Oral tests, in case of travel restrictions due to Covid-19, are carried out over a teleconferencing platform. The teacher transmits the connection instruction to the booked students.

In case of travel restrictions due to Covid-19, the course will be fully delivered through remote teaching.

In this case, the lectures will be offered in virtual classrooms (zoom platform) in synchronous connection, with the possibility of real-time interaction between the students and the teacher.

Support material:

The program and supporting material remain the same.

Final tests:

Written tests, in case of travel restrictions due to Covid-19, are carried out over a teleconferencing platform. Students are asked to prove verbally that they are capable to solve problems analogous to those of regular written tests.

Oral tests, in case of travel restrictions due to Covid-19, are carried out over a teleconferencing platform. The teacher transmits the connection instruction to the booked students.

**Course syllabus**

The course targets a basic microscopic understanding of many fundamental phenomena regarding matter in its atomic, molecular and solid states. Spectroscopy data are discussed in terms of basic quantum mechanics. Elements of equilibrium and transport statistics complete the phenomenological/conceptual picture.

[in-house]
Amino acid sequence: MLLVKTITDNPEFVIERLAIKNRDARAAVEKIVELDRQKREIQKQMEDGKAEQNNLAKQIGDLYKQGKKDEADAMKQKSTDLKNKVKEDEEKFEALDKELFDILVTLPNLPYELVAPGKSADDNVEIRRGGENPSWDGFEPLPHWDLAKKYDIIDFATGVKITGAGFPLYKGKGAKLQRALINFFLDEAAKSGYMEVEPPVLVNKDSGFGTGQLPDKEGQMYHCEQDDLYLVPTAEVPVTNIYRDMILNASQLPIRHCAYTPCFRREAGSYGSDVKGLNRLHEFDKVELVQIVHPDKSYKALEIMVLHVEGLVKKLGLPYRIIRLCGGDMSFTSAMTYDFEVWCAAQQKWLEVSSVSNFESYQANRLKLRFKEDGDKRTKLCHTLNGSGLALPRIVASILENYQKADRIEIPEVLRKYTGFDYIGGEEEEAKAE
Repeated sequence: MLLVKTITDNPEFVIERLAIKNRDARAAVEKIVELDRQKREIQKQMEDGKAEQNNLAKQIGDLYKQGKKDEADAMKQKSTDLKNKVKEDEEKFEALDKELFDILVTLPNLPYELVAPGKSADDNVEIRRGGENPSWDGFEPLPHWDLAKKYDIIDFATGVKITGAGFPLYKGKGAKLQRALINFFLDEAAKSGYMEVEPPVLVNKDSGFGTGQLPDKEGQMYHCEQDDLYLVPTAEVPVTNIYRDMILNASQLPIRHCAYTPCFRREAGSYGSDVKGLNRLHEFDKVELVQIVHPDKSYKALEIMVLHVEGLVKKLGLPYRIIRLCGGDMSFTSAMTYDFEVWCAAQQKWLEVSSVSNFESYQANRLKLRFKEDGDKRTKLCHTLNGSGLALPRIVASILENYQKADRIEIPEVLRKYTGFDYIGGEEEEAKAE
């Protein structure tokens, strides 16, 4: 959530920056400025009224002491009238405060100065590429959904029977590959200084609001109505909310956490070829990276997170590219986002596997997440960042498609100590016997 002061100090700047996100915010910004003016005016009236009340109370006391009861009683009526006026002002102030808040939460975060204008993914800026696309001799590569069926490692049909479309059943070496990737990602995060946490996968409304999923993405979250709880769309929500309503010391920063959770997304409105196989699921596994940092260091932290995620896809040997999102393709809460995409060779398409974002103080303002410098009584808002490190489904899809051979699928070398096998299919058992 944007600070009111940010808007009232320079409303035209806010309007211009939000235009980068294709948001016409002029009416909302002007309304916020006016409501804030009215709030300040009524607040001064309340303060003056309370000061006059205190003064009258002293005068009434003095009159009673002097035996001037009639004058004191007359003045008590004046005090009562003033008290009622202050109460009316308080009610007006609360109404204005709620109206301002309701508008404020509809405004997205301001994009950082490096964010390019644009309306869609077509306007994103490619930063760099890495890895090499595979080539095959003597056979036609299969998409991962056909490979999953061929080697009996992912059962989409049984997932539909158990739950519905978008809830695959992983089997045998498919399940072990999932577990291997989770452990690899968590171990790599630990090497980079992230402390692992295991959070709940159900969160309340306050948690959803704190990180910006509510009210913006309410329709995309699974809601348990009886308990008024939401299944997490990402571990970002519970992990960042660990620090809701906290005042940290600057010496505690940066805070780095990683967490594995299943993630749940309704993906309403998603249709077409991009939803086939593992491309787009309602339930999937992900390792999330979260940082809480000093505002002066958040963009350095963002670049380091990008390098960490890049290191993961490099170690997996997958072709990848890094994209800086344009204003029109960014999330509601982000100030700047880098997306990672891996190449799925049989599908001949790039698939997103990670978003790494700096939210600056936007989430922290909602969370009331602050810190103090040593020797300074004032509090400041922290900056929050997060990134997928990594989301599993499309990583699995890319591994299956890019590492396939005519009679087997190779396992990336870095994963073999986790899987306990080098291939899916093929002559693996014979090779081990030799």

Detailed program:

Introductory Concepts: basic Ingredients and typical scales.

Spectra and broadening.

I. ATOMIC PHYSICS

One-Electron Atom/Ions: The Energy Spectrum;

The Angular and Radial Wavefunctions;

Orbital Angular Momentum and Magnetic Dipole Moment;

The Stern-Gerlach Experiment;

Electron Spin and Fine Structure;

Nuclear Spin and Hyperfine Structure;

Electronic Transitions, Selection Rules;

Spectra in a Magnetic Field.

Many-Electron Atoms: Identical Particles;